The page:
4. This declares two properties to store the content size. contentHeight is incremented as photos are added, and contentWidth is calculated based on the collection view width and its content inset.

You’re ready to calculate the attributes for the collection view items, which for now will consist of the frame. To understand how this will be done, take a look at the following diagram:


You’ll calculate the frame of every item based on its column (tracked by xOffset) and the position of the previous item in the same column (tracked by yOffset).

To calculate the horizontal position, you’ll use the starting X coordinate of the column the item belongs to, and then add the cell padding. The vertical position is the starting position of the prior item in that column, plus the height of that prior item. The overall item height is the sum of the image height, the annotation height and the content padding.

You’ll do this in prepareLayout(), where your primary objective is to calculate an instance of UICollectionViewLayoutAttributes for every item in the layout.

Add the following method to PinterestLayout:

override func prepareLayout() {
  // 1
  if cache.isEmpty {
    // 2
    let columnWidth = contentWidth / CGFloat(numberOfColumns)
    var xOffset = [CGFloat]()
    for column in 0 ..< numberOfColumns {
      xOffset.append(CGFloat(column) * columnWidth )
    var column = 0
    var yOffset = [CGFloat](count: numberOfColumns, repeatedValue: 0)
    // 3
    for item in 0 ..< collectionView!.numberOfItemsInSection(0) {
      let indexPath = NSIndexPath(forItem: item, inSection: 0)
      // 4
      let width = columnWidth - cellPadding * 2
      let photoHeight = delegate.collectionView(collectionView!, heightForPhotoAtIndexPath: indexPath, 
      let annotationHeight = delegate.collectionView(collectionView!,
          heightForAnnotationAtIndexPath: indexPath, withWidth: width)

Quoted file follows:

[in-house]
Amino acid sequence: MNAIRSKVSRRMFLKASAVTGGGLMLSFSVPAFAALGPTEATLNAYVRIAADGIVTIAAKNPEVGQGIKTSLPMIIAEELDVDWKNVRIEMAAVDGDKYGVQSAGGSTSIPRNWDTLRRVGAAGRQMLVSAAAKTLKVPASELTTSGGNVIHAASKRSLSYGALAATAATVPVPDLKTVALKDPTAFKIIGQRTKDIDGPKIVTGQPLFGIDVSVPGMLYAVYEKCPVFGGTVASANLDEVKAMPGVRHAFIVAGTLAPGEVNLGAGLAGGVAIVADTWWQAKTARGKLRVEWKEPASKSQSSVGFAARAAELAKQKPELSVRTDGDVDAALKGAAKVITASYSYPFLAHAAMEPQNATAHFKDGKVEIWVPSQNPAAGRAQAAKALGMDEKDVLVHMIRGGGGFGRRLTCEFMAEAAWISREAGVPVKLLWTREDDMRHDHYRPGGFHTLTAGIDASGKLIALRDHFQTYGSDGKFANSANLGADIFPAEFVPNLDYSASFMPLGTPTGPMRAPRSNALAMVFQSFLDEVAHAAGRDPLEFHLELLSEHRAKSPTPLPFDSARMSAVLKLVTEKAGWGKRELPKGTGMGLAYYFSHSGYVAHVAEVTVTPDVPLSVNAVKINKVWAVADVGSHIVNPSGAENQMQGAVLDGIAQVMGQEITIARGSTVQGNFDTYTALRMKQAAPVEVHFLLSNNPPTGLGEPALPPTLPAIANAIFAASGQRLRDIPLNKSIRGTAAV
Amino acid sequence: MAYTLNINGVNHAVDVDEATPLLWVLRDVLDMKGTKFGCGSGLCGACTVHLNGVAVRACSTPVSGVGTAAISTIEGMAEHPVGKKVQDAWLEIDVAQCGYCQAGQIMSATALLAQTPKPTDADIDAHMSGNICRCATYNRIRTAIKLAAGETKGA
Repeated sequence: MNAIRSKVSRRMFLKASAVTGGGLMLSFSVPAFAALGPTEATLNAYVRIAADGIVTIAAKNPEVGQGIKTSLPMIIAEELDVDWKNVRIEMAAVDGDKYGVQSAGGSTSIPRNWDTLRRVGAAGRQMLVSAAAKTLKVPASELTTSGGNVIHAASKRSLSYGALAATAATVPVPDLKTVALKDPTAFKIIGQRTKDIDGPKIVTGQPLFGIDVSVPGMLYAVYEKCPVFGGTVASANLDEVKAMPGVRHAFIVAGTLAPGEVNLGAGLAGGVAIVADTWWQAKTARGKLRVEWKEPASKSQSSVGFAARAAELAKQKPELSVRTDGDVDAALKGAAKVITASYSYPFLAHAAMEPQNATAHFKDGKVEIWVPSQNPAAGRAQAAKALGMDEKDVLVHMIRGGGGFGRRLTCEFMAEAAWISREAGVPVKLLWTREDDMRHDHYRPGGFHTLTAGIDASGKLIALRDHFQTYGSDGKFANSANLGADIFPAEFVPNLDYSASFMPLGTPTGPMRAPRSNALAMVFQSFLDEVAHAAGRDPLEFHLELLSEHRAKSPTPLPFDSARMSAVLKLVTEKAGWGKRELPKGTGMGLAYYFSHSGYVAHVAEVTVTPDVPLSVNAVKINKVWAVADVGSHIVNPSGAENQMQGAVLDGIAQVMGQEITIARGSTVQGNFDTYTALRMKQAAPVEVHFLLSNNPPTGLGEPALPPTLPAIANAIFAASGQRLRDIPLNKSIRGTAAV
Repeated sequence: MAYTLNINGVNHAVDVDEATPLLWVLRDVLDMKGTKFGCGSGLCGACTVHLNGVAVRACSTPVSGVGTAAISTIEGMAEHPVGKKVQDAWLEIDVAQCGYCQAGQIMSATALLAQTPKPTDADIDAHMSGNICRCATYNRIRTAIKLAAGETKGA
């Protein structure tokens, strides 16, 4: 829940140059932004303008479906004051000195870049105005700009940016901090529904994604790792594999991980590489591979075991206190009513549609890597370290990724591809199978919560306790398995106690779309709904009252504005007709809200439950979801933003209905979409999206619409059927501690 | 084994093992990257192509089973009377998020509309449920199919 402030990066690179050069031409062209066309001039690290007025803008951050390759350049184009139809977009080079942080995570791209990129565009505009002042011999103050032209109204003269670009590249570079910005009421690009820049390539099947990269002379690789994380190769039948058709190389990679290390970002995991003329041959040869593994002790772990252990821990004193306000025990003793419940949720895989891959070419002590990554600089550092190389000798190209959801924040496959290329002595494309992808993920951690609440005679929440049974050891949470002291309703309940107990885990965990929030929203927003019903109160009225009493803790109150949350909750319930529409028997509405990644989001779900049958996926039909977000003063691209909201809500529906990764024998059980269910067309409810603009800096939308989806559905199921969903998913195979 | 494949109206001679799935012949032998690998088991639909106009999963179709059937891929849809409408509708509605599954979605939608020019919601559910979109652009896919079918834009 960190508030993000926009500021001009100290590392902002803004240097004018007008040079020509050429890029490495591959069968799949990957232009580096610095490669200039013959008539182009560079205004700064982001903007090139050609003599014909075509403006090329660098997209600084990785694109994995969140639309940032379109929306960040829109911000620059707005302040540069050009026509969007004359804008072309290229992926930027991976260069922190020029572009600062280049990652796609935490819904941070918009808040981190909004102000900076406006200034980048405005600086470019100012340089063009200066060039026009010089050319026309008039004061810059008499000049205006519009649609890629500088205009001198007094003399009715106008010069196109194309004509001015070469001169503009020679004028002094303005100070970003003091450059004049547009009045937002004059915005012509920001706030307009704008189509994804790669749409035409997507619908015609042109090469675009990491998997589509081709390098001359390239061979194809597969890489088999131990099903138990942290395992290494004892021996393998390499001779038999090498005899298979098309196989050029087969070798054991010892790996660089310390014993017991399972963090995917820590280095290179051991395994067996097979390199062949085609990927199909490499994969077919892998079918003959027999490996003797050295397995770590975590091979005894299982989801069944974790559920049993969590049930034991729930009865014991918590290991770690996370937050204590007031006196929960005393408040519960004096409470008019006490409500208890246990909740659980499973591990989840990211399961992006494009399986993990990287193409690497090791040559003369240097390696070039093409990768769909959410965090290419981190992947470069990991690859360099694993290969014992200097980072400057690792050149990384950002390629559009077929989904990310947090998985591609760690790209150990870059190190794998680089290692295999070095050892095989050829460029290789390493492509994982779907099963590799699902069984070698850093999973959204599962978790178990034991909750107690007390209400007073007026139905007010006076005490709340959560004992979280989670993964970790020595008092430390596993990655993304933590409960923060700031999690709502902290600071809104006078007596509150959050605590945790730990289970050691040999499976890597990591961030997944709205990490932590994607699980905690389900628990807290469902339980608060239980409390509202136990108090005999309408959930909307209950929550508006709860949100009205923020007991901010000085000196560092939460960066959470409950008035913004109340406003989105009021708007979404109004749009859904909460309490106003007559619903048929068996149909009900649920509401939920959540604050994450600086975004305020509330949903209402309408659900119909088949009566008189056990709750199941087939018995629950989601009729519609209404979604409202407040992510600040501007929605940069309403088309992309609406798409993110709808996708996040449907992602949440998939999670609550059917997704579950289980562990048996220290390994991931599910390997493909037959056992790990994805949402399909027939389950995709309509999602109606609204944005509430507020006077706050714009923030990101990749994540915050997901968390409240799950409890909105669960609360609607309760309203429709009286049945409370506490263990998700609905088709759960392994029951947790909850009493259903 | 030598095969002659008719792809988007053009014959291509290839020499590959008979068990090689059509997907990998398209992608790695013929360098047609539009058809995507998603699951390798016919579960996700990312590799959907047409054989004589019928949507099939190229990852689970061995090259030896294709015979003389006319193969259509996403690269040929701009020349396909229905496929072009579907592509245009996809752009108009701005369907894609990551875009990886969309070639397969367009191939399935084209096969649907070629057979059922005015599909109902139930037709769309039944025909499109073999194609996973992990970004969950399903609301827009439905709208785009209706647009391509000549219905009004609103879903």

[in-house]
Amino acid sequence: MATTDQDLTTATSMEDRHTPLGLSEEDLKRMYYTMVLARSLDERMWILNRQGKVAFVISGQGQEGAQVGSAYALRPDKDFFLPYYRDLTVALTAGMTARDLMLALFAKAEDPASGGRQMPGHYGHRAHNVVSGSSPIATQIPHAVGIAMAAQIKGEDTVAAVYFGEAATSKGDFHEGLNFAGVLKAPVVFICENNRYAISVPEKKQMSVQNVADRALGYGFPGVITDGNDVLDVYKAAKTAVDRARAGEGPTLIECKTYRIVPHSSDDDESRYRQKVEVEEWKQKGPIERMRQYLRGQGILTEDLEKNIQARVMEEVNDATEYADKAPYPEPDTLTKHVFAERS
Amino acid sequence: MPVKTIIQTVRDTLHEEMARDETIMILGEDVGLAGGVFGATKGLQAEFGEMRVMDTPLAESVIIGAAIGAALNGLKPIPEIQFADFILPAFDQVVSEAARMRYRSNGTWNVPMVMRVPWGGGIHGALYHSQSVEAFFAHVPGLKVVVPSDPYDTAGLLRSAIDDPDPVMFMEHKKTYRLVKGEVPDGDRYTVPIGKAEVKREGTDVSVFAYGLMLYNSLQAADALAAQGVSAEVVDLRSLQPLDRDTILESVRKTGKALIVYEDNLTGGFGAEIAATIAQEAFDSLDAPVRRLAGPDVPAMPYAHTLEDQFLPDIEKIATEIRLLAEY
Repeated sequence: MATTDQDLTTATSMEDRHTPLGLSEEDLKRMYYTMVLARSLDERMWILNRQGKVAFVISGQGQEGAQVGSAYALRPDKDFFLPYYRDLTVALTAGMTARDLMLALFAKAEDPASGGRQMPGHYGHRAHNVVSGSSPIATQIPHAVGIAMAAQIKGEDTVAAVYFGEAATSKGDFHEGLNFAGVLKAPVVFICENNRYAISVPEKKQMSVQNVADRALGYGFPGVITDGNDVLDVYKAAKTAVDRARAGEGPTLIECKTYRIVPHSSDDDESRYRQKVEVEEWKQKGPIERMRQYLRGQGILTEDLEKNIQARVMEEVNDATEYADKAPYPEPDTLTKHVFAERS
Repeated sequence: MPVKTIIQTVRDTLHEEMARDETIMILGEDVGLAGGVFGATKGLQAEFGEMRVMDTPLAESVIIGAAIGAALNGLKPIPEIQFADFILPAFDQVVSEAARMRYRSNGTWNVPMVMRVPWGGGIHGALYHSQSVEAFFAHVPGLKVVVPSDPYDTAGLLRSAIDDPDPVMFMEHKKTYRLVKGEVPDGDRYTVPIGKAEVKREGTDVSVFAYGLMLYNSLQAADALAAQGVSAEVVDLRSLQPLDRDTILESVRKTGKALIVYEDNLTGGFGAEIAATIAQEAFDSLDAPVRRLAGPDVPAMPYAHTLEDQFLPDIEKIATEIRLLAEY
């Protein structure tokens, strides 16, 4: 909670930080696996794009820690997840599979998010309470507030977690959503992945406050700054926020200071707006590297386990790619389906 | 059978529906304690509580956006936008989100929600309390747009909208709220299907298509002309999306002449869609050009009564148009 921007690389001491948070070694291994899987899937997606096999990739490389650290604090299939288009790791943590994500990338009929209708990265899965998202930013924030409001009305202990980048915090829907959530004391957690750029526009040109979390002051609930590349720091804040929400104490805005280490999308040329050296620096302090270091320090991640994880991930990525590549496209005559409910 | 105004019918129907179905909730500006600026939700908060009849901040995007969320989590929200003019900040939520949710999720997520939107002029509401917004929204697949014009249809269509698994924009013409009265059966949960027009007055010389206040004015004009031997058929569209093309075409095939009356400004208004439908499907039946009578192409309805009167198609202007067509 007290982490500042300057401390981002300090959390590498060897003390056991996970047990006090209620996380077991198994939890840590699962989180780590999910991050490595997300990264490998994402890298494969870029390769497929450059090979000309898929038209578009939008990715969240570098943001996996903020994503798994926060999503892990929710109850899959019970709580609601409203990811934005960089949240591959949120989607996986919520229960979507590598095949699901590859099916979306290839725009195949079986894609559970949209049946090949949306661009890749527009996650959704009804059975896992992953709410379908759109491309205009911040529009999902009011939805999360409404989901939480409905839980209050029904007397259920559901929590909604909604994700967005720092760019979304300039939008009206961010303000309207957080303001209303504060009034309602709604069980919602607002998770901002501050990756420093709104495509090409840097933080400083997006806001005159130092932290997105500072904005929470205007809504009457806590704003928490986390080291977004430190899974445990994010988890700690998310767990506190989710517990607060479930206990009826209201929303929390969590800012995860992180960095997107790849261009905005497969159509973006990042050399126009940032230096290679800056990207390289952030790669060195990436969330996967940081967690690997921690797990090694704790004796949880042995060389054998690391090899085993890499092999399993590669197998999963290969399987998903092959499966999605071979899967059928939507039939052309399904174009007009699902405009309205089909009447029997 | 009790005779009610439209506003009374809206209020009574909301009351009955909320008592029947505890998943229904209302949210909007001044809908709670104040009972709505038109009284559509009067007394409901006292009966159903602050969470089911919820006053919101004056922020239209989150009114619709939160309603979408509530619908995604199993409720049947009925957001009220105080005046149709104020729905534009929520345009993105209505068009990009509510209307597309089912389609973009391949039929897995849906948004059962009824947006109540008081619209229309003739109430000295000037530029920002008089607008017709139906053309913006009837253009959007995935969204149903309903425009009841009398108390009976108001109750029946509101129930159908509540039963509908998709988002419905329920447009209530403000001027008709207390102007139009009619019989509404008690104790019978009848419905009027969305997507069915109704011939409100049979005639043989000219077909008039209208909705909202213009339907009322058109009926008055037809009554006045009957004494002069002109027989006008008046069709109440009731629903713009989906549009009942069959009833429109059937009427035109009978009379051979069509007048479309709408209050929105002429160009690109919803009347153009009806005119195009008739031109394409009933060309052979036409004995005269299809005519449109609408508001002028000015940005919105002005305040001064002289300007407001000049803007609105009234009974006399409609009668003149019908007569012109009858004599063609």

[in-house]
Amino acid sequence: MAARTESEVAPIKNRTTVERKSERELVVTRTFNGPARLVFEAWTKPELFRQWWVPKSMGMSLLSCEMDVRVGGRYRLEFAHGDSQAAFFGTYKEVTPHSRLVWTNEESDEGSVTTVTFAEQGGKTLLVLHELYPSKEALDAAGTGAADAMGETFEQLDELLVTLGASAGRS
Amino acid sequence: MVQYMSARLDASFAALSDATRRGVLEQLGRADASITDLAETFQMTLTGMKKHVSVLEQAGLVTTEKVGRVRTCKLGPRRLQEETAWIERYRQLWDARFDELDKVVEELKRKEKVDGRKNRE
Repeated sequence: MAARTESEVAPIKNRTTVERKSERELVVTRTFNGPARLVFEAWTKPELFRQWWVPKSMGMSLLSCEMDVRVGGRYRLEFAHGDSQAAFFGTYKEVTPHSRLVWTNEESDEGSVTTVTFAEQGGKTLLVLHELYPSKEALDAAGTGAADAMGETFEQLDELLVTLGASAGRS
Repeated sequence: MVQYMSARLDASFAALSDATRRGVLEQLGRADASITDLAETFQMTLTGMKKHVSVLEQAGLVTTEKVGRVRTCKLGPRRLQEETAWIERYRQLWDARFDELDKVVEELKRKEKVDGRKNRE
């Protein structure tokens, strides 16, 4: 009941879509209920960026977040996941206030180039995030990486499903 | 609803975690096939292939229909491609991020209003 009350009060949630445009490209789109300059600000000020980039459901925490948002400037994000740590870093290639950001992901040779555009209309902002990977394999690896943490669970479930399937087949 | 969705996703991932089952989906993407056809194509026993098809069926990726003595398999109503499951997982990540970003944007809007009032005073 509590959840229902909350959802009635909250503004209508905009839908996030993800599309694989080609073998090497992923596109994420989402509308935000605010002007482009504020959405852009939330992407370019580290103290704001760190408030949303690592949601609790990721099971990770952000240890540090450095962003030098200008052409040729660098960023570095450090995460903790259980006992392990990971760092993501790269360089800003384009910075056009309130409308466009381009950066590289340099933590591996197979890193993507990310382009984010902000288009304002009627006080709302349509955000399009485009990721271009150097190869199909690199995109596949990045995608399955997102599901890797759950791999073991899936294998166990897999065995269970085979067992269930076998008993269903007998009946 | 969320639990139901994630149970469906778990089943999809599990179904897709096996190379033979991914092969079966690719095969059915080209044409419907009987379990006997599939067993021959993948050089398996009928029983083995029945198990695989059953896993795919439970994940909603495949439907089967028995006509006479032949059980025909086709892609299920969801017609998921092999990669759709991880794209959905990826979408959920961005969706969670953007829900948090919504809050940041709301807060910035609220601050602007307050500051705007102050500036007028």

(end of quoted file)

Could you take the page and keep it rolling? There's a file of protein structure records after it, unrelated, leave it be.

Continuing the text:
let height = cellPadding +  photoHeight + annotationHeight + cellPadding
      let frame = CGRect(x: xOffset[column], y: yOffset[column], width: columnWidth, height: height)
      let insetFrame = CGRectInset(frame, cellPadding, cellPadding)
      // 5
      let attributes = UICollectionViewLayoutAttributes(forCellWithIndexPath: indexPath)
      attributes.frame = insetFrame
      // 6
      contentHeight = max(contentHeight, CGRectGetMaxY(frame))
      yOffset[column] = yOffset[column] + height
      column = column >= (numberOfColumns - 1) ? 0 : ++column

Taking each numbered comment in turn:

  1. You only calculate the layout attributes if cache is empty.
  2. This declares and fills the xOffset array with the x-coordinate for every column based on the column widths. The yOffset array tracks the y-position for every column. You initialize each value in yOffset to 0, since this is the offset of the first item in each column.
  3. This loops through all the items in the first section, as this particular layout has only one section.
  4. This is where you perform the frame calculation. width is the previously calculated cellWidth, with the padding between cells removed. You ask the delegate for the height of the image and the annotation, and calculate the frame height based on those heights and the predefined cellPadding for the top and bottom. You then combine this with the x and y offsets of the current column to create the insetFrame used by the attribute.